Your next Fido just might be a robot.
The toy company Hasbro’s Joy for All brand launched a new life-like robotic dog on Monday, a companion pet pup to accompany the brand’s companion pet cat already on the market. Both products are designed to bring companionship and comfort to aging adults.
The robotic cat is equipped with a soft fur that gently vibrates when it purrs, while the pup barks and cocks its head in your direction when you speak.
But Hasbro’s adorable animatronics aren’t the only pet robots on the market. The company Hansa Creations has created a collection of interactive cats and dogs of various breeds, for instance.
And Paro, the cuddly seal robot developed by Japan’s National institute of Advanced Industrial Science and Technology, is used as an interactive therapeutic tool in hospitals and senior living facilities across the United States. Paro soared to fame after being featured in Aziz Ansari’s Netflix series “Master of None.”
Scientists have long known that owning a pet can offer a variety of health benefits, from lowering blood pressure, cholesterol levels and feelings of loneliness, to boosting opportunities to exercise and socialize.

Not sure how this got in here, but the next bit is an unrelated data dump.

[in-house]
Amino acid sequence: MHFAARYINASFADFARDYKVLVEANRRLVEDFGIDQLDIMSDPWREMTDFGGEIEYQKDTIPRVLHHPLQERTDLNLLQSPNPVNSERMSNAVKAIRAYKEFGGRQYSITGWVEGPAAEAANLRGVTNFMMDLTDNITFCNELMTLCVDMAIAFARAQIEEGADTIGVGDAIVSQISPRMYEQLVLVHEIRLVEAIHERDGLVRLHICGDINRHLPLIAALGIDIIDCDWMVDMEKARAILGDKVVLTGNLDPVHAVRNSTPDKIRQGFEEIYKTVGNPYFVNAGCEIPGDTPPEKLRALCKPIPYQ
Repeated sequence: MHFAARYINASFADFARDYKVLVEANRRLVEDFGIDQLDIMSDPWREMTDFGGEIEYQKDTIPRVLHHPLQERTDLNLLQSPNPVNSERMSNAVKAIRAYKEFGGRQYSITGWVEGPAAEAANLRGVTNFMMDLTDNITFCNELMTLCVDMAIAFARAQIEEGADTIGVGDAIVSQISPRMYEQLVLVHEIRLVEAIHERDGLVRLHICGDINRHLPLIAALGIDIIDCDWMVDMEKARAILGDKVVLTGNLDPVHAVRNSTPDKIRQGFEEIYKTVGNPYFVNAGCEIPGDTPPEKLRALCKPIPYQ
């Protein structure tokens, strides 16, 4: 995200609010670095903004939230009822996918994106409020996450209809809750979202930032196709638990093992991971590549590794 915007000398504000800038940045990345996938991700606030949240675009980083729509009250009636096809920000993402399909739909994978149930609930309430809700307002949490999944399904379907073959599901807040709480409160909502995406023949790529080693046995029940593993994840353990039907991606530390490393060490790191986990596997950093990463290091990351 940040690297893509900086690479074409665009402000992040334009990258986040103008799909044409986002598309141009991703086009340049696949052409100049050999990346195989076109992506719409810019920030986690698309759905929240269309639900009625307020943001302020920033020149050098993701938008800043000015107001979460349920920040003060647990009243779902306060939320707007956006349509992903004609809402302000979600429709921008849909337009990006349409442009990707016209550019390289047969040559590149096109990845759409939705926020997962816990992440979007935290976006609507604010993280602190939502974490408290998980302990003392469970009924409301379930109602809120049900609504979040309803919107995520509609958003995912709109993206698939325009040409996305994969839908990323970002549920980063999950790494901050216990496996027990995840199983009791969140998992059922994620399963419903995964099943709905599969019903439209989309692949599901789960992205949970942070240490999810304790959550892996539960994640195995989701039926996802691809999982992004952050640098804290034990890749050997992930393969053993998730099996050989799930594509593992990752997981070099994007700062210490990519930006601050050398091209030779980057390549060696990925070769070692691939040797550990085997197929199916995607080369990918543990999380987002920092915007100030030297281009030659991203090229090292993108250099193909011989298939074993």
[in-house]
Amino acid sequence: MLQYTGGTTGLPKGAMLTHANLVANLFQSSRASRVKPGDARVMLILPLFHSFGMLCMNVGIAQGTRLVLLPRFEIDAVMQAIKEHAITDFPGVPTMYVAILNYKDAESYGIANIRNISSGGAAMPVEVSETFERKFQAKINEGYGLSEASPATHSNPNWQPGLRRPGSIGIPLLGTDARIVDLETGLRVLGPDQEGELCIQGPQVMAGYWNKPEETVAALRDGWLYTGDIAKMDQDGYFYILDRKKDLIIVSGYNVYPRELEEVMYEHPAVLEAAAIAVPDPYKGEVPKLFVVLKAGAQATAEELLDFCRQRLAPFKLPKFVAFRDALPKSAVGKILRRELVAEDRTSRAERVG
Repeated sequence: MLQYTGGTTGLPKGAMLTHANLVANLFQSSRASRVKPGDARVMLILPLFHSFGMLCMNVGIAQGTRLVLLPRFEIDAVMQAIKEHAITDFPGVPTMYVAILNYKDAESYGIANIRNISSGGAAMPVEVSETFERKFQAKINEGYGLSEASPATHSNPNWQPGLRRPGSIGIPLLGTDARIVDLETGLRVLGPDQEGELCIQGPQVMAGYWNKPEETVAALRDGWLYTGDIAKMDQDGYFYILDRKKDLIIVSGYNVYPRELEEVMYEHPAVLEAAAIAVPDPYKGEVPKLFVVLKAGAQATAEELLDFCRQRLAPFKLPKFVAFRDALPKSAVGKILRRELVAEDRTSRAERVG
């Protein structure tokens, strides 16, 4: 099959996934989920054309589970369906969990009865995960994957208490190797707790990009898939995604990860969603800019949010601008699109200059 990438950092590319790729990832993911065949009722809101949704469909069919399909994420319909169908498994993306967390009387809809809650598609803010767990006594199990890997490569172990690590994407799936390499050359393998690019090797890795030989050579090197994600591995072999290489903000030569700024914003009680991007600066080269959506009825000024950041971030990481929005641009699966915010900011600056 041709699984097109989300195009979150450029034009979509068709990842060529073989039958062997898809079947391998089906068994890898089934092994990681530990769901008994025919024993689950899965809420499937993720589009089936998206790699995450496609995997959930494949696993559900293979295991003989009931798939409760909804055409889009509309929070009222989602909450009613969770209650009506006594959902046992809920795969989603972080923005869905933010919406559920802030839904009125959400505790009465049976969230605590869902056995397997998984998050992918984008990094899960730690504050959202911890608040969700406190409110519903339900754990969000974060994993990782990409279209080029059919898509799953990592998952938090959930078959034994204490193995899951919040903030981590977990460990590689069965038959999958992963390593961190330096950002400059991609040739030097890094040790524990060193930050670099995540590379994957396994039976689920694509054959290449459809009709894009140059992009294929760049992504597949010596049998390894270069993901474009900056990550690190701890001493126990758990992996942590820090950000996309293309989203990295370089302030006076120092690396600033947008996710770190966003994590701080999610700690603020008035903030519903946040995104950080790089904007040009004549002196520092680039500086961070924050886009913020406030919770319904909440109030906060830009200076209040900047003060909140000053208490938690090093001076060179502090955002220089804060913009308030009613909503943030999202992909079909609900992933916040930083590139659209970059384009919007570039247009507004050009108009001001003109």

Yet, as robot companions aim to be man’s next best friend — which seems to be somewhat already happening in Japan — could they offer some of the same health benefits as our real animal best friends? For seniors and children, they just might, according to a few small studies, but more research is needed.
The benefits for grandma
A series of small studies have explored how bots might benefit seniors.
Researchers at the University of Auckland in New Zealand discovered that a robot companion — such as the seal Paro — can offer benefits to senior adults similar to that of a living animal, according to a small study published in the Journal of Post-Acute and Long-Term Care Medicine in 2013.
For the study, 40 residents at a retirement home in Auckland, New Zealand, were separated into two groups of 20. One group was assigned to interact with the seal robot Paro for two weekday afternoons for 12 weeks. Meanwhile, the other group was assigned to go on trips around the city and participate in activities, such as arts and crafts or bingo.
Before and after the 12-week period, participants in both groups completed tests intended to measure their loneliness, depression and quality of life.